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How to Incorporate in Tennessee

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Learn how to form a Tennessee corporation yourself

Read our DIY guide to Tennessee incorporation, with information on Registered Agents, naming rules, business licenses and more.

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Why Incorporate in Tennessee?

Considered one of the most business-friendly states in the nation, Tennessee offers a variety of incentive packages to new and expanding businesses in Tennessee provided the corporations meet certain criteria.

For example, the Job Tax Credit allows qualified businesses a credit against franchise and excise taxes based on capital investment and number of jobs created. The standard job tax credit may offset up to 50% of the taxpayers franchise and excise taxes.

For many entrepreneurs looking to start a larger business, forming a Tennessee corporation may be the best choice. As a corporation, your business is able to buy and trade stock, and when it comes to excess profits, corporations offer more flexibility than a limited liability company (LLC). A corporation is allowed to pass income and losses to its shareholders, who report taxes on an individual tax return at ordinary levels.

Is an LLC Better Than a Corporation?

That depends on your goals. Limited liability companies are usually better for smaller businesses. An LLC is easier to set up, and you receive many of the same benefits as a corporation, but with less regulation.

Learn more about forming a Tennessee LLC so you can decide which business entity is right for you.

Benefits of Forming a Tennessee C Corporation

It offers you numerous advantages including, but not limited to:

  • The strongest form of liability protection possible by insulating your personal assets and finances from business debts, obligations, damages, bankruptcy or other liabilities

  • Several options to create, buy, sell or transfer stock, including publicly

  • The ability to issue more than one type of stock

  • The ability to raise more funds by issuing more stock

  • The ability to sell stock to investors inside and outside the U.S.

Benefits of Forming a Tennessee S Corporation

It offers several advantages similar to those provided by a C Corp including, but not limited to:

  • Options for creating, transferring and selling stock, though not as many as a C Corp

  • The capacity for up to 100 shareholders

  • Simpler rules than those that apply to C Corporations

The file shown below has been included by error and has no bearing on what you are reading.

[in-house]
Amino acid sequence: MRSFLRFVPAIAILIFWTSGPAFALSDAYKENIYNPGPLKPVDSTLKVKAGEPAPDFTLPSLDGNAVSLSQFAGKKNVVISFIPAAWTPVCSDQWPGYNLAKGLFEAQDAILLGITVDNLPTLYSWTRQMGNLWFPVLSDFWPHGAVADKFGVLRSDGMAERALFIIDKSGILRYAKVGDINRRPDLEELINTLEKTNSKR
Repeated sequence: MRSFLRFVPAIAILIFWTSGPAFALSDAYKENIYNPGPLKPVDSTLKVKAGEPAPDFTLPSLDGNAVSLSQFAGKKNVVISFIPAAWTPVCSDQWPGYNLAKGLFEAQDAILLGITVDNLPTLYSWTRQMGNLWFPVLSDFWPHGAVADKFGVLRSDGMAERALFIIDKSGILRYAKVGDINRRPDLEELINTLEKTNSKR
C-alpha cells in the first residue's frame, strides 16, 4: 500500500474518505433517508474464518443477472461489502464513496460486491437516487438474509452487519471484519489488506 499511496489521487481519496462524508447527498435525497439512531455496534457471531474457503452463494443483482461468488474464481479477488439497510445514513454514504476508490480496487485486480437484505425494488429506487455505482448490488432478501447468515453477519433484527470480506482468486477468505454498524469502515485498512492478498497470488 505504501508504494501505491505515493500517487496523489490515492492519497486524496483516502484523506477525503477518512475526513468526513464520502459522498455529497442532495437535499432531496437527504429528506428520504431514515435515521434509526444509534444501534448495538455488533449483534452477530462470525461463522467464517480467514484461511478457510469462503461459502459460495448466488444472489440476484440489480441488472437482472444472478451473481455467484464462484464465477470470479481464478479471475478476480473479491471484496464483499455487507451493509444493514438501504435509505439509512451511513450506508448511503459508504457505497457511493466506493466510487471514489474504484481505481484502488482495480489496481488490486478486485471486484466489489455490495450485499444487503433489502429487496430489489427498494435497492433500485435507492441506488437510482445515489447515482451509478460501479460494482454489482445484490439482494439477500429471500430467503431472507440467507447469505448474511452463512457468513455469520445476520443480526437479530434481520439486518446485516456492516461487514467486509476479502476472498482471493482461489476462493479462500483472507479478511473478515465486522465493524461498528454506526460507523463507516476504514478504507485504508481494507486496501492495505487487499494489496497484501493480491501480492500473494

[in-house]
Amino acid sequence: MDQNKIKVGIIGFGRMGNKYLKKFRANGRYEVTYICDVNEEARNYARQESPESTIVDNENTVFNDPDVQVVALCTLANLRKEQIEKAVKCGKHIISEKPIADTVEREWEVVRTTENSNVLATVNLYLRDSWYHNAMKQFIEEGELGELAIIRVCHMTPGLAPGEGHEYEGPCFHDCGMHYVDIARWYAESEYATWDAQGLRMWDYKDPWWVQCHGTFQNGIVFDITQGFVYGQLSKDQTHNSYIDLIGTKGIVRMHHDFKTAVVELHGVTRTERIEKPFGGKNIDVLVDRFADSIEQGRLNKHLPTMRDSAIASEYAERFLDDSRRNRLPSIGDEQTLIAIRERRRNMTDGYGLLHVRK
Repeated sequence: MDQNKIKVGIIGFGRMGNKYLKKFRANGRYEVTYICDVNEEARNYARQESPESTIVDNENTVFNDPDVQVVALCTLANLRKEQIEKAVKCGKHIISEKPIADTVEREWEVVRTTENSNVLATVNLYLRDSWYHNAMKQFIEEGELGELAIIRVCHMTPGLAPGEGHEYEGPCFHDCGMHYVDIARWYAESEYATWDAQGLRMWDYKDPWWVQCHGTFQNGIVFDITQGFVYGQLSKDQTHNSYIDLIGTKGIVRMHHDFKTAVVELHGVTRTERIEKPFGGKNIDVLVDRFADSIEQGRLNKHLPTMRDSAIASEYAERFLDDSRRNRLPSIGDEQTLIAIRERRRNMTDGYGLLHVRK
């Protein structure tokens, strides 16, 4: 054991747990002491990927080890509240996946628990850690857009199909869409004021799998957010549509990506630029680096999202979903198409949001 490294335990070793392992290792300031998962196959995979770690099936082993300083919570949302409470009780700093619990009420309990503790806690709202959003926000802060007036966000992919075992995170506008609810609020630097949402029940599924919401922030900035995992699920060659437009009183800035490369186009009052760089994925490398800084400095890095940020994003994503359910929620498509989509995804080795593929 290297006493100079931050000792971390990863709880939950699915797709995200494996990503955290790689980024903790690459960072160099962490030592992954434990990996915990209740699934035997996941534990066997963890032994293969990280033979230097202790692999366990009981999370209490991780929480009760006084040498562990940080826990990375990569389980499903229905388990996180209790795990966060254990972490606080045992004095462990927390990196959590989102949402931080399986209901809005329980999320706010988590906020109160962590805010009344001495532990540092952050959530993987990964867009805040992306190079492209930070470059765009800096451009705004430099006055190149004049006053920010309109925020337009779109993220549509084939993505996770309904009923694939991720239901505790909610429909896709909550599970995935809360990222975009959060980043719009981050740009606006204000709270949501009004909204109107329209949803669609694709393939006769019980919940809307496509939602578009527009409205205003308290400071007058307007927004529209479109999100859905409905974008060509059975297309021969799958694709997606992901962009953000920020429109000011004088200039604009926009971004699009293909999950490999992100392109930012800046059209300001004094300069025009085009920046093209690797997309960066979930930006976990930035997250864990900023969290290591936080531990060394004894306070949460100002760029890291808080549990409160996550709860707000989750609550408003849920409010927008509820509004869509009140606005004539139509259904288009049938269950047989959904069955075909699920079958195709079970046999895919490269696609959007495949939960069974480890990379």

• Easy transfer of ownership simply by selling your stock

  • The possibility of saving money by allowing you to pay less self-employment tax

In this guide, you’ll find information on naming your corporation, getting a Registered Agent, the fees you’ll need to pay, business taxes and much more. We also cover what you'll need to register your corporation and how you'll interact with the TN Secretary of State.

Start a Business in Tennessee Checklist

To help you along the way, use our Starting a Business checklist to keep track of everything you need to do to get your business up and running.

How to Form a TN Corporation Yourself in 6 Steps

What is a Corporation?

Step 1: Choose a Unique Business Name and Complete a State Business Search

Every Tennessee business must have a unique name that isn't already being used by another business in the state. If you’re having a tough time coming up with a name, try using our Business Name Generator to gather ideas. You'll need to follow a few naming rules, which you can read about in detail on the Tennessee Corporation Names page.

Once you’ve chosen a name, you’ll need to make sure it’s available in Tennessee. To learn whether another company in the state is using your desired business name, use our tool to do a Tennessee entity search.

You can also carry out a name search on the TN Secretary of State website.

We Can Check Tennessee Corporation Name Availability for You

Use Bizee's Business Name Search Tool
Business Name Search Tool

Step 2: Provide an Official Business Address for Your Corporation

Every Tennessee corporation must have a designated address. That could be the address of your home (if you’re running the company from your residence), a building where your office is located or any physical address of your preference. The address can be outside the state of Tennessee and can be a P.O. Box.

You may also be able to use a virtual mailbox for your business address. This can be especially helpful if you run a home-based business and don't want your home address published as part of your business public record.

Step 3: Assign a Registered Agent

Someone who receives any official correspondence and is responsible for filing reports with the Secretary of State is known as a Registered Agent. Every Tennessee corporation is required to have a Registered Agent.

You can fill this position yourself, assign another manager in your business or use a Registered Agent service. If your Registered Agent in Tennessee is a person, they must have a physical street address in Tennessee and must be available during business hours to receive important documents on behalf of your company.

You'll appoint your Registered Agent when you file your Tennessee Charter with the Secretary of State and formally create your business.

All of Bizee’s business formation packages include Registered Agent service. It’s free for the first year and just $119 per year after that. You can also access a digital dashboard to view any document we've received on your behalf.

Step 4: File Your Charter with the TN Secretary of State

Once you've gathered all the information for your corporation, you’ll need to file a form with the Secretary of State. This form is called a Charter but is sometimes referred to as Articles of Incorporation. By filing this form you will officially create your business.

Here’s what is typically included with in the Charter:

  • Your business name
  • Registered Agent's name and address
  • The corporation’s capital structure (number of shares to be issued, who owns them, pricing, etc.)
  • Address of principal executive
  • Names and addresses of each incorporator
  • Incorporator's signature

Your Charter can be filed online via the state's digital portal. You can also mail or file the form in person to the Office of the Secretary of State, or Bizee can file it on your behalf. The Tennessee corporation filing fee is $100.

File by Mail

Secretary of State Office

6th FL – Snodgrass Tower ATTN:

Corporate Filing

312 Rosa L. Parks AVE, Nashville, TN 37243.

Submit in Person:

Secretary of State Office

Business Services Division

6th FL – Snodgrass Tower

312 Rosa L. Parks AVE, Nashville, TN 37243.

You only need to file your Tennessee Charter once, but every year after, you'll also need to file an annual report. Bizee can remind you about this every year, or we can do it for you if you have us handle the paperwork.